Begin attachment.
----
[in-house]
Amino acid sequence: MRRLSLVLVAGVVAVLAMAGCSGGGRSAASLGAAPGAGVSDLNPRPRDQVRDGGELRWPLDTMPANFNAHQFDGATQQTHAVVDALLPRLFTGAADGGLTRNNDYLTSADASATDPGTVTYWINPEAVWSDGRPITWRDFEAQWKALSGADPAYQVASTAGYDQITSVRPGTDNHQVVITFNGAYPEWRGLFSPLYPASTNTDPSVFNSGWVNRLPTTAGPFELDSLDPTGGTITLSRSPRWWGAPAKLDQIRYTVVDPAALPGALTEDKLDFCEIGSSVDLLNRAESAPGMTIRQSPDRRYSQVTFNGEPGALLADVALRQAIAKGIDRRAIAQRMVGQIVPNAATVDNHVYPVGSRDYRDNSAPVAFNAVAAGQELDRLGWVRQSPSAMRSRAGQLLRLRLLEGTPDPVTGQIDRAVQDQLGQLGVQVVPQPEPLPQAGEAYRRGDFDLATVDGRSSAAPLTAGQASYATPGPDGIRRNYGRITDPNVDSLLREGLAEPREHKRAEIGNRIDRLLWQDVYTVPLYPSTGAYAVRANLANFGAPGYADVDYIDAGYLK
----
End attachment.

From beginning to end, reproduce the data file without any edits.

[in-house]
Amino acid sequence: MRRLSLVLVAGVVAVLAMAGCSGGGRSAASLGAAPGAGVSDLNPRPRDQVRDGGELRWPLDTMPANFNAHQFDGATQQTHAVVDALLPRLFTGAADGGLTRNNDYLTSADASATDPGTVTYWINPEAVWSDGRPITWRDFEAQWKALSGADPAYQVASTAGYDQITSVRPGTDNHQVVITFNGAYPEWRGLFSPLYPASTNTDPSVFNSGWVNRLPTTAGPFELDSLDPTGGTITLSRSPRWWGAPAKLDQIRYTVVDPAALPGALTEDKLDFCEIGSSVDLLNRAESAPGMTIRQSPDRRYSQVTFNGEPGALLADVALRQAIAKGIDRRAIAQRMVGQIVPNAATVDNHVYPVGSRDYRDNSAPVAFNAVAAGQELDRLGWVRQSPSAMRSRAGQLLRLRLLEGTPDPVTGQIDRAVQDQLGQLGVQVVPQPEPLPQAGEAYRRGDFDLATVDGRSSAAPLTAGQASYATPGPDGIRRNYGRITDPNVDSLLREGLAEPREHKRAEIGNRIDRLLWQDVYTVPLYPSTGAYAVRANLANFGAPGYADVDYIDAGYLK